Hoisting With JavaScript

I am really enjoying Test-Driven Development by Christian Johansen

I picked up this little gem this morning as I was learning about functions and the various objects associated with them:

You CANNOT use function declarations in conditionals. Take this example:

if (String.prototype.trim) {
  function trim(str) {
    return str.trim();
else {
  function trim(str){
    return str.replace(/^\s+|\s+$/g, "");

What is wrong with that, you might ask? HOISTING! Both functions are hoisted up to the global variable before execution, which means that the second one always overwrites the first one.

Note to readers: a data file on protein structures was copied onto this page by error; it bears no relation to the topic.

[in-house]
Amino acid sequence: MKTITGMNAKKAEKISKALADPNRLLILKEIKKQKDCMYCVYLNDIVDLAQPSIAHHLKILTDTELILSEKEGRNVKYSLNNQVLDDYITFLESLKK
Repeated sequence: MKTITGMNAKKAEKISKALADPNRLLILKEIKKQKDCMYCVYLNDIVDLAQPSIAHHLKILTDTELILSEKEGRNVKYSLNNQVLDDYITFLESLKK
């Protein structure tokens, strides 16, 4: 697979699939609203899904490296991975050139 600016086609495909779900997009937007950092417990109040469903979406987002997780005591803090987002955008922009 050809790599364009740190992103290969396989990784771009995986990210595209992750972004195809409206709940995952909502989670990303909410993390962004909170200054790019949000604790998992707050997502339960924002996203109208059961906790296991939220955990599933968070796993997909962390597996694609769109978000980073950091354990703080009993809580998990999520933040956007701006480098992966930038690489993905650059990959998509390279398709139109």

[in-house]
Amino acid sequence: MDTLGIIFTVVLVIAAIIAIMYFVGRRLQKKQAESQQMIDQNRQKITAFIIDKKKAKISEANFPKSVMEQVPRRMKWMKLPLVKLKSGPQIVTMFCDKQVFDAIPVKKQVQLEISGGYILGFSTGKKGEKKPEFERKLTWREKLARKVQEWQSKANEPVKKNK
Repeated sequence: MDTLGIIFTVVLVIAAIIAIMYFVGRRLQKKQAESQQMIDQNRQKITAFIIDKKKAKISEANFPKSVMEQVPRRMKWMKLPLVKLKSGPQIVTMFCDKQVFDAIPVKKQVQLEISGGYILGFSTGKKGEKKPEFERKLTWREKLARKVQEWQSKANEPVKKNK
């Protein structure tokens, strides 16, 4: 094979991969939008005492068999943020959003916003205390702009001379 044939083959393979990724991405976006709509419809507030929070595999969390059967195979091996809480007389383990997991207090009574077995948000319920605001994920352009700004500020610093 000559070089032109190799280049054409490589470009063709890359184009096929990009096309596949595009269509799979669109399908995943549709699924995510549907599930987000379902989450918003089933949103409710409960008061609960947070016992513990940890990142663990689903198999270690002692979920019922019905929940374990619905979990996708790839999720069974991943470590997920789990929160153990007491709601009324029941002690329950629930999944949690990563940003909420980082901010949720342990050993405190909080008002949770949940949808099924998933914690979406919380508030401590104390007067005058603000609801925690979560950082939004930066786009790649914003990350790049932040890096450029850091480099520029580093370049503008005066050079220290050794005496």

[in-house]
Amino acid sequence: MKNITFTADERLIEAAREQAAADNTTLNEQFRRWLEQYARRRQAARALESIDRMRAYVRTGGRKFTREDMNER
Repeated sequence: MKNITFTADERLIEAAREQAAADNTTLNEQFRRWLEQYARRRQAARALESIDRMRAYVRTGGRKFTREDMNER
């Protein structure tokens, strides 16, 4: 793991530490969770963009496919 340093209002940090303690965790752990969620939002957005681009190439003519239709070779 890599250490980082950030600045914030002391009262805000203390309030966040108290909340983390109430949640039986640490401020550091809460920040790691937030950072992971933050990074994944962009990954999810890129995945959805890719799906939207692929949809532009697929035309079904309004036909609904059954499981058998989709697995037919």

This is a better method:

if(!String.prototype.trim) {
  String.prototype.trim = function trim() {
    return this.replace(/^\s+|\s+$/g, "")

This way, we are not overwriting any browser-available Trim methods, we are declaring the method on the String.prototype, which means it is available to ALL strings in scope, AND we have named it so that it will be more visible in a stack trace in case something goes wrong.